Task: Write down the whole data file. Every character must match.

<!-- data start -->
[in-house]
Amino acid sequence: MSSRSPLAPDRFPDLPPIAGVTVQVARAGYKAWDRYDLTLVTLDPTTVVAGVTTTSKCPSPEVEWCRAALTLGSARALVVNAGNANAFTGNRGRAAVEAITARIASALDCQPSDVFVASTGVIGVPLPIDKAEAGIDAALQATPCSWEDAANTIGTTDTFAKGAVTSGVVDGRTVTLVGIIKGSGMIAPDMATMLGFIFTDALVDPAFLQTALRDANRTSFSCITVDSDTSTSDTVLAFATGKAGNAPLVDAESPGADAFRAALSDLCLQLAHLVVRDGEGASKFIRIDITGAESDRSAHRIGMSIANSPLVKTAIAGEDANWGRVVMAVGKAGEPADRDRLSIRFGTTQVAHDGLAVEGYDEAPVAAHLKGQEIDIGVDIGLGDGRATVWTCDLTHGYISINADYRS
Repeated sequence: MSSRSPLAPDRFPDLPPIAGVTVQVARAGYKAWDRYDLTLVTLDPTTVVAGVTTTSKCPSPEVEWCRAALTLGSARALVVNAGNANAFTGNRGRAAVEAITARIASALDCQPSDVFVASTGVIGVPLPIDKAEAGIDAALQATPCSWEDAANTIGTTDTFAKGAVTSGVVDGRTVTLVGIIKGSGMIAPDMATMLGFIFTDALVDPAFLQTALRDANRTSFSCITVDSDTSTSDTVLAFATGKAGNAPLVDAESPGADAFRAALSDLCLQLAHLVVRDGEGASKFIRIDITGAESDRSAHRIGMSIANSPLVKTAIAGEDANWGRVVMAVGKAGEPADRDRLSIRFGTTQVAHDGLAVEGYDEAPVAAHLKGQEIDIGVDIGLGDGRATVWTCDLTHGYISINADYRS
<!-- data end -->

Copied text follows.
[in-house]
Amino acid sequence: MSSRSPLAPDRFPDLPPIAGVTVQVARAGYKAWDRYDLTLVTLDPTTVVAGVTTTSKCPSPEVEWCRAALTLGSARALVVNAGNANAFTGNRGRAAVEAITARIASALDCQPSDVFVASTGVIGVPLPIDKAEAGIDAALQATPCSWEDAANTIGTTDTFAKGAVTSGVVDGRTVTLVGIIKGSGMIAPDMATMLGFIFTDALVDPAFLQTALRDANRTSFSCITVDSDTSTSDTVLAFATGKAGNAPLVDAESPGADAFRAALSDLCLQLAHLVVRDGEGASKFIRIDITGAESDRSAHRIGMSIANSPLVKTAIAGEDANWGRVVMAVGKAGEPADRDRLSIRFGTTQVAHDGLAVEGYDEAPVAAHLKGQEIDIGVDIGLGDGRATVWTCDLTHGYISINADYRS
Repeated sequence: MSSRSPLAPDRFPDLPPIAGVTVQVARAGYKAWDRYDLTLVTLDPTTVVAGVTTTSKCPSPEVEWCRAALTLGSARALVVNAGNANAFTGNRGRAAVEAITARIASALDCQPSDVFVASTGVIGVPLPIDKAEAGIDAALQATPCSWEDAANTIGTTDTFAKGAVTSGVVDGRTVTLVGIIKGSGMIAPDMATMLGFIFTDALVDPAFLQTALRDANRTSFSCITVDSDTSTSDTVLAFATGKAGNAPLVDAESPGADAFRAALSDLCLQLAHLVVRDGEGASKFIRIDITGAESDRSAHRIGMSIANSPLVKTAIAGEDANWGRVVMAVGKAGEPADRDRLSIRFGTTQVAHDGLAVEGYDEAPVAAHLKGQEIDIGVDIGLGDGRATVWTCDLTHGYISINADYRS